How Consumers Are Driving Mobile Integration across Retail Channels
What’s just as important as finding the right product while shopping or receiving fast, reliable customer service? Many of today’s consumers might say quick checkout.
And the payment form factor they are beginning to adopt? Mobile phones.
The number of consumers using their phones to pay for goods or services is expected to grow rapidly this year, according to eMarketer. In 2016, mobile payment sales are projected to reach $27 billion and users are expected to spend an average of $720, up from $8.7 billion and $376, respectively, in 2015.
But exploding mobile adoption is just one of a handful of customer behaviors that are making streamlined, integrated payments a must-have for many retailers.
“By accepting mobile payments, retailers could see a benefit in addition to faster checkout in the form of better understanding their customers’ wants and needs by gaining information on their experience, such as their participation with certain deals or offers,” says Alisa Ellis, vice president of global products and solutions at Discover.
Enhanced, More Relevant Offers
Almost all retailers offer variations of discounts or offers to loyal shoppers, but some retailers may run into an issue if these are delivered to customers at inopportune times. Discount codes sent to a consumer’s inbox may go unseen, or sent to junk mail. Even if a consumer plans on taking advantage of an offer, having to scroll through pages of emails at the checkout is not convenient.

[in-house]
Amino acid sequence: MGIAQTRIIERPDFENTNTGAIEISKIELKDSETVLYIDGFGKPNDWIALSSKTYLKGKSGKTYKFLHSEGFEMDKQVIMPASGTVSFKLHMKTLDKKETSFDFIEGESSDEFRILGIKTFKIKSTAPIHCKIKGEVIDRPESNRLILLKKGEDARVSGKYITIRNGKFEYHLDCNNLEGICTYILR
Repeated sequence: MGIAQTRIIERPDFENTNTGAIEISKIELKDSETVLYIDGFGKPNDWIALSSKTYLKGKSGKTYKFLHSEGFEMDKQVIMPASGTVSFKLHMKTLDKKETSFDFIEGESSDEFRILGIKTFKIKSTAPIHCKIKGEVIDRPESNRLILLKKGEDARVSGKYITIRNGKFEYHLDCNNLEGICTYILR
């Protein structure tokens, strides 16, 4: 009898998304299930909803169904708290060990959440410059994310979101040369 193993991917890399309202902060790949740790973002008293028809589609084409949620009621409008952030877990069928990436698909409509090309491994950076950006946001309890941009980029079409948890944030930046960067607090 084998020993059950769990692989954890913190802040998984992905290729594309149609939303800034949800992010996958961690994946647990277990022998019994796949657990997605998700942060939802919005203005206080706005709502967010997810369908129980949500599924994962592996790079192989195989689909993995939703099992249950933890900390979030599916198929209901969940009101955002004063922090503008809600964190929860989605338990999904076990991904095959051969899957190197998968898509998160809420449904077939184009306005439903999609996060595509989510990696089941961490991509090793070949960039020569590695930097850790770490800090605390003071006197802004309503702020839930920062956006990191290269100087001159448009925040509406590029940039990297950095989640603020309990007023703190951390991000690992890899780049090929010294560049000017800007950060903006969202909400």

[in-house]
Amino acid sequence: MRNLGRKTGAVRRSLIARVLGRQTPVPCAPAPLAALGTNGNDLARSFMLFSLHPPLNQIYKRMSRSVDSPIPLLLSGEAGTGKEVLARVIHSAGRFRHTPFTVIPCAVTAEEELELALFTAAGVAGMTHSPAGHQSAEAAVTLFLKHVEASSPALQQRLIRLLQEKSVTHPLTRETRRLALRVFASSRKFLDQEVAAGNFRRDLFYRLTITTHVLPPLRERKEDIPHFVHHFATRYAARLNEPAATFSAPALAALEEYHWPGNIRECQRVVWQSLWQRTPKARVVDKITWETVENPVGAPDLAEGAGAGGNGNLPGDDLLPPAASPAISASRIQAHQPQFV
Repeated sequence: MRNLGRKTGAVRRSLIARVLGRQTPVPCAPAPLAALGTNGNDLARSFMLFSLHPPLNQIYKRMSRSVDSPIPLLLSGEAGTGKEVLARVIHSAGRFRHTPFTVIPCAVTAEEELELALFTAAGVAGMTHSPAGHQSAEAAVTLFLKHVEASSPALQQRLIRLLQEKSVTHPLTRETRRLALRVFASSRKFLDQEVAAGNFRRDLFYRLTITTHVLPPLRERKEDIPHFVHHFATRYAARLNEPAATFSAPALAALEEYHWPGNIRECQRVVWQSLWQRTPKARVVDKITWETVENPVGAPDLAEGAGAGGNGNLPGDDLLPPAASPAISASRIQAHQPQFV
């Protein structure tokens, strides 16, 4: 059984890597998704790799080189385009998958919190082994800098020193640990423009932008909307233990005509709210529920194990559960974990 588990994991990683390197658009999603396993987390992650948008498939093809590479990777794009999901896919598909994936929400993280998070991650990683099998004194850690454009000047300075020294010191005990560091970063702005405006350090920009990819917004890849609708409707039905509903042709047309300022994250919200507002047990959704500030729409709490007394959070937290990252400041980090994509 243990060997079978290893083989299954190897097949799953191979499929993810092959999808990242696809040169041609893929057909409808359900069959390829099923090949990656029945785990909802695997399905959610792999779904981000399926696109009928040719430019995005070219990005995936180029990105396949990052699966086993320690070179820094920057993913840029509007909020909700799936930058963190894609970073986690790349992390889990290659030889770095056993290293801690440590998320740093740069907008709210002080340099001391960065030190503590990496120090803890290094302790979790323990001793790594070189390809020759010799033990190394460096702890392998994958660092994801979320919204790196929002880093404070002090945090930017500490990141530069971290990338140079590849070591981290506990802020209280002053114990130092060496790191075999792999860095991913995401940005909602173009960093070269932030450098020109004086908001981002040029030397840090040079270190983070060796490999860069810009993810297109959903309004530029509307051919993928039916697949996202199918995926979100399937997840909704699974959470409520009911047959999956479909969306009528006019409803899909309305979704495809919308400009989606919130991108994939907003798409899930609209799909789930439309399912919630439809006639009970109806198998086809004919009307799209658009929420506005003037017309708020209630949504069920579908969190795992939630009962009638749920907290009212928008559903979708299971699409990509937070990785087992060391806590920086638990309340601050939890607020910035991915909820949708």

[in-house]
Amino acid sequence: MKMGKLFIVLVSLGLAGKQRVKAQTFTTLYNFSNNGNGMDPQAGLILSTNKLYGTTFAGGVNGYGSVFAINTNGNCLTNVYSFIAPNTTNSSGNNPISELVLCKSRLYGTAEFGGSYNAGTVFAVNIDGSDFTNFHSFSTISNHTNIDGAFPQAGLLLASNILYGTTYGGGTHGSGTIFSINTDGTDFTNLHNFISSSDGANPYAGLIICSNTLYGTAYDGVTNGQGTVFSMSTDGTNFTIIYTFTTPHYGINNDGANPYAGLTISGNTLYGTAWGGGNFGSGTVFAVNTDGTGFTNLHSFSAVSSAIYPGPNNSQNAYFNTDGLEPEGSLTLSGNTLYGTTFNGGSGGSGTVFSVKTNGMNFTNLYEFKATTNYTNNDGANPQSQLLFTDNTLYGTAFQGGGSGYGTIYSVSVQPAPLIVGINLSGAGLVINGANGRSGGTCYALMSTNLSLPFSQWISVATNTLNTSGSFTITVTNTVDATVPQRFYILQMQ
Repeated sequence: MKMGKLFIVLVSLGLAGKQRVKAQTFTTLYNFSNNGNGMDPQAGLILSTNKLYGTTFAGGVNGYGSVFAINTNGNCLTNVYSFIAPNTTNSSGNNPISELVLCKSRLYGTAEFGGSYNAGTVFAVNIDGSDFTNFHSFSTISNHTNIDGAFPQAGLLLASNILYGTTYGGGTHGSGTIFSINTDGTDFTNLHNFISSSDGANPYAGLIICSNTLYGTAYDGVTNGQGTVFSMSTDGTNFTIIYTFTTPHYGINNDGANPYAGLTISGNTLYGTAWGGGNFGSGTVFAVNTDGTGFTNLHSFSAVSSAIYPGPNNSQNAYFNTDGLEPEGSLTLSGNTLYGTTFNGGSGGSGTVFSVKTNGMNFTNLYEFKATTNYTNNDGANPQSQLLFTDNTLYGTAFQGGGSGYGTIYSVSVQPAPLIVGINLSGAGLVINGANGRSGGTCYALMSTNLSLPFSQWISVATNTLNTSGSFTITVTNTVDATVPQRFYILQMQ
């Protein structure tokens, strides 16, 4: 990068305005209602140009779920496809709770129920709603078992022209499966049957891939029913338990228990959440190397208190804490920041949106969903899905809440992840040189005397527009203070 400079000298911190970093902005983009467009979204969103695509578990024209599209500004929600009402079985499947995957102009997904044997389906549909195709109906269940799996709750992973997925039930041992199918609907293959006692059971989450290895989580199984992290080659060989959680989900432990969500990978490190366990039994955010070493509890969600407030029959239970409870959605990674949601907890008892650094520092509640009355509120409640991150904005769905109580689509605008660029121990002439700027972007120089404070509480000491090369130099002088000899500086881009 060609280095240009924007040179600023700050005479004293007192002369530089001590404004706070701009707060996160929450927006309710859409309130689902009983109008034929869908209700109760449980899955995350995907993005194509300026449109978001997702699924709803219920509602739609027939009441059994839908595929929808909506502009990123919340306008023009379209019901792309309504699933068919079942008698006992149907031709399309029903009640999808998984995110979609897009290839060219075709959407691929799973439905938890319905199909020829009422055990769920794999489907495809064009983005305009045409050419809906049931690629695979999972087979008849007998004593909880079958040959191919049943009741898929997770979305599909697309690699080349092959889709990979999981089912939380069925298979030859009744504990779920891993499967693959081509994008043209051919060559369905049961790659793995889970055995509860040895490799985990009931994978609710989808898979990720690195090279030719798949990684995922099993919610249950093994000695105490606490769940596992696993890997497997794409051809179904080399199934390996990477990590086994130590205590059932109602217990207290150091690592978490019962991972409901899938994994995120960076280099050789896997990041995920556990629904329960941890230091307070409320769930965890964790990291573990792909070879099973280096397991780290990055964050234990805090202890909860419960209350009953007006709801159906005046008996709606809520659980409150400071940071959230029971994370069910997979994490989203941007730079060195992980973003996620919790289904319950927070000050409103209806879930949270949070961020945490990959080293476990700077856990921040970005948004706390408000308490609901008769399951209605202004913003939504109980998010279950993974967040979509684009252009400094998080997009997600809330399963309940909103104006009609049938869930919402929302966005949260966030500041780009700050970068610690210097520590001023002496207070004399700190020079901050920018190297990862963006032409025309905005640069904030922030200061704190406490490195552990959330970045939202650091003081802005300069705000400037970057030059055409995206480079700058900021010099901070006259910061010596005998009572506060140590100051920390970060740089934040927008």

What’s more, deals offered at checkout, such as on the back of a receipt or given to a consumer for future use, don’t enable that consumer to take advantage of the offer while in-store, where they are more likely to act.
What’s the solution? Location-based deals driven by mobile payment apps could give consumers relevant offers at the right time. Ninety percent of U.S. smartphone owners currently use location services, according to eMarketer data. Let’s say that a consumer enters a store on a sweltering August day and heads to the frozen foods section. If she has opted in to receive offers from the retailer’s mobile app, she might be presented with discounts on ice cream, popsicles or a host of other cold treats. Because the offer is being extended where the customer is, it becomes more relevant and easier to act upon.
Due to strides in online checkout efficiency, consumers are becoming more familiar with and used to one-click shopping at major online retailers, where shipping and billing addresses, as well as their payment card information, have already been saved. This kind of technology can be applied in-store thanks to mobile apps. For instance, consider a consumer in a dressing room interested in purchasing something and the store doesn’t have the right size. That consumer could go into the store’s mobile app to pick out the right sized item, and a sales associate could access the customer’s account, send through an order for the item, and ship it without asking for personal data like billing, shipping or payment information.
“Retailers can think of mobile as a broad commerce platform,” Ellis said. “Mobile devices can provide relevant information to loyal customers, help retailer marketers build an understanding of shopping behaviors, and streamline and enhance the payment experience.”
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This article was brought to you by Discover Network. To read more on the world of commerce, visit Discover Network Perspectives.